If ever an album could transport you to the hazy sunshine and imagined halcyon paradise of Southern California in the mid-1980s, could capture the early evening warmth of hanging at an inclusive boogie jam as it approaches "magic hour" in Santa Ana or Anaheim, then it's Vaughan Mason and Butch Dayo's Feel My Love. A brilliantly produced deep slung, low rider funk classic originally released on Salsoul in 1983. It’s a masterpiece of “funk love music”.
Feel My Love
You Can Do It
Party On The Corner
If ever an album could transport you to the hazy sunshine and imagined halcyon paradise of Southern California in the mid-1980s, could capture the early evening warmth of hanging at an inclusive boogie jam as it approaches “magic hour” in Santa Ana or Anaheim, then it’s Vaughan Mason and Butch Dayo’s Feel My Love. A brilliantly produced deep slung, low rider funk classic originally released on Salsoul in 1983. It’s a masterpiece of “funk love music”.
Yes, this is indeed a perfectly formed five track “mini LP” of unparalleled heat, but there’s one song here that, above the rest, represents Orange County boogie-funk. A straight killer beloved by all that have had the pleasure of moving to it. A track that can fill up a dance floor within seconds of its starting. That song is the eternal title track, “Feel My Love”.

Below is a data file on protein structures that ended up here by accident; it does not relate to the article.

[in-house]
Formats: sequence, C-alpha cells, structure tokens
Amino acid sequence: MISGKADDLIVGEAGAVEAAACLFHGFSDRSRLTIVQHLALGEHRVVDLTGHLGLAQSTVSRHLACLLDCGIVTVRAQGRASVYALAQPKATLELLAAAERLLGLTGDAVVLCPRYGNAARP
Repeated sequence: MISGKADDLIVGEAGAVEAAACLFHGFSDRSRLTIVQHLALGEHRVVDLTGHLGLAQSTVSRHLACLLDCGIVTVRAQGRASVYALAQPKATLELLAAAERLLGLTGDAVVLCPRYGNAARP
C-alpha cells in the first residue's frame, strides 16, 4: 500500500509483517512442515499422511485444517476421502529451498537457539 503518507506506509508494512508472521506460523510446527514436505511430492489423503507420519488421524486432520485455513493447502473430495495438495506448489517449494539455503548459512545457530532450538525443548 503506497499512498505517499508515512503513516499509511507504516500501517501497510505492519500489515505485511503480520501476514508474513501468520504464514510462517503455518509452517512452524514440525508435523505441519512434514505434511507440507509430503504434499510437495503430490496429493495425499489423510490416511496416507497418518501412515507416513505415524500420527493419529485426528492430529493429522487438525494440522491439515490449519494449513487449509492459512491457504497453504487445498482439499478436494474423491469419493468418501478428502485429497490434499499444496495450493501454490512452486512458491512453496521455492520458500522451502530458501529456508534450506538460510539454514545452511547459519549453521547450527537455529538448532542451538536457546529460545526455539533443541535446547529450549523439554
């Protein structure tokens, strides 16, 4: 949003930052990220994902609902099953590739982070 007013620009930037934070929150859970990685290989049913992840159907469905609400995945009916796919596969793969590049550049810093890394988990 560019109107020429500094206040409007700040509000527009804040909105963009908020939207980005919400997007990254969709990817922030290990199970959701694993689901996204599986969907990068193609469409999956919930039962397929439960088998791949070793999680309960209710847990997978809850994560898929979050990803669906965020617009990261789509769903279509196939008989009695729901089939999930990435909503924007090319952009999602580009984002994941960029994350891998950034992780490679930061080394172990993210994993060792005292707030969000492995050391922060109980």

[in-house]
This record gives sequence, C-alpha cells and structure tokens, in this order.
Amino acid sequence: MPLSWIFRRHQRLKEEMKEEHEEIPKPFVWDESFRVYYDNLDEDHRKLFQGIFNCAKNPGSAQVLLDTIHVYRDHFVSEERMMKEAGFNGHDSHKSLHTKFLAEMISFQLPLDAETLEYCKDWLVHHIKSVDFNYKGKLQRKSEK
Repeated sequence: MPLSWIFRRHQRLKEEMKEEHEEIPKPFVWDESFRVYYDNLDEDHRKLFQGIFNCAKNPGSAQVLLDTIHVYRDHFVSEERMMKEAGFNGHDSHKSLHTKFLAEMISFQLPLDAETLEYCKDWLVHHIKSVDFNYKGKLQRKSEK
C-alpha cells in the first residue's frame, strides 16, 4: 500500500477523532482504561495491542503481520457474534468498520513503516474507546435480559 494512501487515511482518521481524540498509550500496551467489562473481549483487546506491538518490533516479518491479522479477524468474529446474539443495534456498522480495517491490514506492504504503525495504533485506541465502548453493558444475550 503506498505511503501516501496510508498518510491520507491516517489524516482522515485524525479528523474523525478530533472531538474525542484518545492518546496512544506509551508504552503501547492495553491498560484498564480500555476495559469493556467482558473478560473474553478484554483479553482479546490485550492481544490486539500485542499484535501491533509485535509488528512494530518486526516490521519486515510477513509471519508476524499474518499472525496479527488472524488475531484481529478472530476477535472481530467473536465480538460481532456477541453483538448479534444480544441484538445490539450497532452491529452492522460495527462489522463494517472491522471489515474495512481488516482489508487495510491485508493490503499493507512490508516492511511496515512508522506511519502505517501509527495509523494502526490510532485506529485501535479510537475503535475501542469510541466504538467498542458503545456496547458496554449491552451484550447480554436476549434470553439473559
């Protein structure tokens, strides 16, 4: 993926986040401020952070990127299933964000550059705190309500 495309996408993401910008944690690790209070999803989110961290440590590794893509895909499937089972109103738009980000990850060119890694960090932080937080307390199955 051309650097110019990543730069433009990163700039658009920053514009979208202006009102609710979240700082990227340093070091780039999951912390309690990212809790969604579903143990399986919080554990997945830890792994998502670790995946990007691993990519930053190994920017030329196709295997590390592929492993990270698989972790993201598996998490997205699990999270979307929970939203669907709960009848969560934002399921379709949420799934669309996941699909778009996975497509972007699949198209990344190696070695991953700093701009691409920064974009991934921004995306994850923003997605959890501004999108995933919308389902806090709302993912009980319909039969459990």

This is a work of art that made people fall in love with the funk. It transcends the limitations of genre. “Feel My Love”’s deceptive simplicity makes it perfect to drop during a house set, a classic funk party or at a west coast rap jam. It’s sexy, deeply emotional, melancholic, hopeful, passionate and just radiates so, so much raw energy. This is music.
The rest of the record is hardly filler though. Opener “Oh, Love” is a dizzying, emotional slow jam. With heaven-sent vocals riding gorgeous, sweeping keys that alternate between sweet twinkling lines and funk-fuelled stabbing. It’s sensational. A rollerskating jam named “Rollalong Songs” is an ultra-swish piece of dance floor dynamite. Its slick drums, staccato piano and neck snapping claps underscore Dayo’s buoyant vocals. It’s essentially “Bounce, Rock, Skate, Roll Part II”.
The flip begins with “Party On The Corner”. Smoother than silk vocals, day-glo synths, a bubbling bassline and guitar licks that surely received the Prince seal of approval. It’s another example of how Vaughan Mason and Butch Dayo flirt with perfection so routinely. The most majestic closer, the kaleidoscopic, cow-bell-assisted synth-funk heater “You Can Do It” is a proto-rap groover that truly smokes.
This prized LP is a stone cold jam and finding original copies on vinyl at affordable prices has been tough for years. Mastered brilliantly by Simon Francis, cut by Pete Norman and with lovingly reproduced artwork, this fresh Be With reissue ensures this legendary LP now sounds, looks and feels as sensational as it should.